We have this peculiar, American way of reading the Bible. We think that if we’ll obey God’s commands, he’ll make us rich and give us good mental health. There are preachers whose sermons are filled with bromides about how Christianity will heal our relationships and give us peaceful feelings. It’s not true.
(Mat 5:10-12) Blessed are those who are persecuted because of righteousness, for theirs is the kingdom of heaven. 11 “Blessed are you when people insult you, persecute you and falsely say all kinds of evil against you because of me. 12 Rejoice and be glad, because great is your reward in heaven, for in the same way they persecuted the prophets who were before you.
(Luke 21:10-12) Then he said to them: “Nation will rise against nation, and kingdom against kingdom. 11 There will be great earthquakes, famines and pestilences in various places, and fearful events and great signs from heaven. 12 “But before all this, they will lay hands on you and persecute you. They will deliver you to synagogues and prisons, and you will be brought before kings and governors, and all on account of my name.
(2 Cor 12:10) That is why, for Christ’s sake, I delight in weaknesses, in insults, in hardships, in persecutions, in difficulties. For when I am weak, then I am strong.
(John 15:20) Remember the words I spoke to you: ‘No servant is greater than his master.’ If they persecuted me, they will persecute you also. If they obeyed my teaching, they will obey yours also.
(Heb 10:33-34) Sometimes you were publicly exposed to insult and persecution; at other times you stood side by side with those who were so treated. 34 You sympathized with those in prison and joyfully accepted the confiscation of your property, because you knew that you yourselves had better and lasting possessions.
(James 1:2-4) Consider it pure joy, my brothers, whenever you face trials of many kinds, 3 because you know that the testing of your faith develops perseverance. 4 Perseverance must finish its work so that you may be mature and complete, not lacking anything.
(1 Pet 1:6-7) In this you greatly rejoice, though now for a little while you may have had to suffer grief in all kinds of trials. 7 These have come so that your faith–of greater worth than gold, which perishes even though refined by fire–may be proved genuine and may result in praise, glory and honor when Jesus Christ is revealed.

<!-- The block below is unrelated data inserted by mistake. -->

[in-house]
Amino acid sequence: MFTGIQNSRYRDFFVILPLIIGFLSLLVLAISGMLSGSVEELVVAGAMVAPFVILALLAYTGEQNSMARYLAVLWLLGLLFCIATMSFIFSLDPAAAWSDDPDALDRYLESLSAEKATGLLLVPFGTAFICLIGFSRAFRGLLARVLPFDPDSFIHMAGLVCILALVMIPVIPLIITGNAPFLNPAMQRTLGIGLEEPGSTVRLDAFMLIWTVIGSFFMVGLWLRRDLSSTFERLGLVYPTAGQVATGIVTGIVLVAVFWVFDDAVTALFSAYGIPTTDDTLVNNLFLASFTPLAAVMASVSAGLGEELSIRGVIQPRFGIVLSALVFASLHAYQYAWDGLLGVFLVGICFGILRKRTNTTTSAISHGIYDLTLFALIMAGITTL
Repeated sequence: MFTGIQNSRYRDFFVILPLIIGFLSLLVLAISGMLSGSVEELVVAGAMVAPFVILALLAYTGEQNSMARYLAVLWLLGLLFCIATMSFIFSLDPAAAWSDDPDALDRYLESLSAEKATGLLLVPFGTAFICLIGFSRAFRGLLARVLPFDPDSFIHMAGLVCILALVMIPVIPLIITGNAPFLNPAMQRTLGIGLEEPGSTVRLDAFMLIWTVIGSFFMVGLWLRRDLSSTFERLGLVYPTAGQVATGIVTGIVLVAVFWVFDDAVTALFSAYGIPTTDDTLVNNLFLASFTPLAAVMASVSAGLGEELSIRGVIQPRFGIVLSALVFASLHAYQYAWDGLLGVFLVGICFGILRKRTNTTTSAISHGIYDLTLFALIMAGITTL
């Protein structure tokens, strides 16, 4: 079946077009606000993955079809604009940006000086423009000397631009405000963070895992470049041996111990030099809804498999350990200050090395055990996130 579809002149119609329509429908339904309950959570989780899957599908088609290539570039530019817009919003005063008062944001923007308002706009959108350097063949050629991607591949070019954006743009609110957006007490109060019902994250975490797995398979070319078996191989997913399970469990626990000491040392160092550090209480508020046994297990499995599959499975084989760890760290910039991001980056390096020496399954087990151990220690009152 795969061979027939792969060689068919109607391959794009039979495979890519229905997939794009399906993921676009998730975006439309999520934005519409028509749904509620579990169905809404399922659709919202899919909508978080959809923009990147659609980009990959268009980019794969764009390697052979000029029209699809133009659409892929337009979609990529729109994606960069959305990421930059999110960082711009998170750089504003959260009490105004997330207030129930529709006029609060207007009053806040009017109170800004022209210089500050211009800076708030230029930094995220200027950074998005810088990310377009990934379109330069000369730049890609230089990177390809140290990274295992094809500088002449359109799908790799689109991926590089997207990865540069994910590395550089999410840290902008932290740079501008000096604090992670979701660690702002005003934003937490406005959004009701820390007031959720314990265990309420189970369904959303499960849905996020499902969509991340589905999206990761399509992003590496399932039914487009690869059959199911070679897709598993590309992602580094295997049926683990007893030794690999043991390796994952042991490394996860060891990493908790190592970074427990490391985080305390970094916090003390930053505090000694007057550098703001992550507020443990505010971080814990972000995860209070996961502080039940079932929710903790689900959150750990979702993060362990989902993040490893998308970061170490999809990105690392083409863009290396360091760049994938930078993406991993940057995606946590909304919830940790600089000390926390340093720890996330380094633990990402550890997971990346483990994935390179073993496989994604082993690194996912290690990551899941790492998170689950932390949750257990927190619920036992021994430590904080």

(1 Pet 4:12-16) Dear friends, do not be surprised at the painful trial you are suffering, as though something strange were happening to you. 13 But rejoice that you participate in the sufferings of Christ, so that you may be overjoyed when his glory is revealed. 14 If you are insulted because of the name of Christ, you are blessed, for the Spirit of glory and of God rests on you. 15 If you suffer, it should not be as a murderer or thief or any other kind of criminal, or even as a meddler. 16 However, if you suffer as a Christian, do not be ashamed, but praise God that you bear that name.
Jesus spoke in particularly dire terms —
(Luke 14:26-33) “If anyone comes to me and does not hate his father and mother, his wife and children, his brothers and sisters–yes, even his own life–he cannot be my disciple. 27 And anyone who does not carry his cross and follow me cannot be my disciple.
28 “Suppose one of you wants to build a tower. Will he not first sit down and estimate the cost to see if he has enough money to complete it? 29 For if he lays the foundation and is not able to finish it, everyone who sees it will ridicule him, 30 saying, ‘This fellow began to build and was not able to finish.’
31 “Or suppose a king is about to go to war against another king. Will he not first sit down and consider whether he is able with ten thousand men to oppose the one coming against him with twenty thousand? 32 If he is not able, he will send a delegation while the other is still a long way off and will ask for terms of peace. 33 In the same way, any of you who does not give up everything he has cannot be my disciple.
Jesus’ point is surely that discipleship is not for everyone. Not everyone will be willing to pay the price!
And yet we try to market Christianity as a bargain: for the low, low price of a baptism, you get relationships, child care, friends, peace and joy, and people who will do business with you because you’re in the church’s business directory! Sounds like a great deal, and not much like the Bible.
There is, of course, a valid sense in which being a Christian produces true peace, true joy, and even true prosperity. But these things cannot be judged by the standards of the world. Rather, we may well find our peace and joy while surrendering our bodies to death for Jesus!